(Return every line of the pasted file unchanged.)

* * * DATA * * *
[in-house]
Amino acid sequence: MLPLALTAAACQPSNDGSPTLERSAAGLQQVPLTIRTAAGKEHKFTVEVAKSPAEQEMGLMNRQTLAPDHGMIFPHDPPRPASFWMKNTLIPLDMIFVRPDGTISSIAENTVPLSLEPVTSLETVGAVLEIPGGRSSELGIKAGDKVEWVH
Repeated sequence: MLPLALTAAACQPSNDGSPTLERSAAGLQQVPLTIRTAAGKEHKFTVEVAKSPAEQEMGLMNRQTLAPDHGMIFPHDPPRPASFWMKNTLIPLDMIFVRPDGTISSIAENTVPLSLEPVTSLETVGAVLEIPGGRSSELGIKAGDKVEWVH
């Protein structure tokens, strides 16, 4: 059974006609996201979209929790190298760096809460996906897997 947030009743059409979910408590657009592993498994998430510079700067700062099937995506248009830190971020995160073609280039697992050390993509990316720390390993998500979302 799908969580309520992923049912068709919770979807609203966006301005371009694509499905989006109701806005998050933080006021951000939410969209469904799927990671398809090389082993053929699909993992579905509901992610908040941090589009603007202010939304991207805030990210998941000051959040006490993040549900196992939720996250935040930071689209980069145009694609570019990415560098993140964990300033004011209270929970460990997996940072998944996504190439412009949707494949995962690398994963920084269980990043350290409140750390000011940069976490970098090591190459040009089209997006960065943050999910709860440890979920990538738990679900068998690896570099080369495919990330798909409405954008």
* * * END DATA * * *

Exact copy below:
[in-house]
Amino acid sequence: MLPLALTAAACQPSNDGSPTLERSAAGLQQVPLTIRTAAGKEHKFTVEVAKSPAEQEMGLMNRQTLAPDHGMIFPHDPPRPASFWMKNTLIPLDMIFVRPDGTISSIAENTVPLSLEPVTSLETVGAVLEIPGGRSSELGIKAGDKVEWVH
Repeated sequence: MLPLALTAAACQPSNDGSPTLERSAAGLQQVPLTIRTAAGKEHKFTVEVAKSPAEQEMGLMNRQTLAPDHGMIFPHDPPRPASFWMKNTLIPLDMIFVRPDGTISSIAENTVPLSLEPVTSLETVGAVLEIPGGRSSELGIKAGDKVEWVH
């Protein structure tokens, strides 16, 4: 059974006609996201979209929790190298760096809460996906897997 947030009743059409979910408590657009592993498994998430510079700067700062099937995506248009830190971020995160073609280039697992050390993509990316720390390993998500979302 799908969580309520992923049912068709919770979807609203966006301005371009694509499905989006109701806005998050933080006021951000939410969209469904799927990671398809090389082993053929699909993992579905509901992610908040941090589009603007202010939304991207805030990210998941000051959040006490993040549900196992939720996250935040930071689209980069145009694609570019990415560098993140964990300033004011209270929970460990997996940072998944996504190439412009949707494949995962690398994963920084269980990043350290409140750390000011940069976490970098090591190459040009089209997006960065943050999910709860440890979920990538738990679900068998690896570099080369495919990330798909409405954008």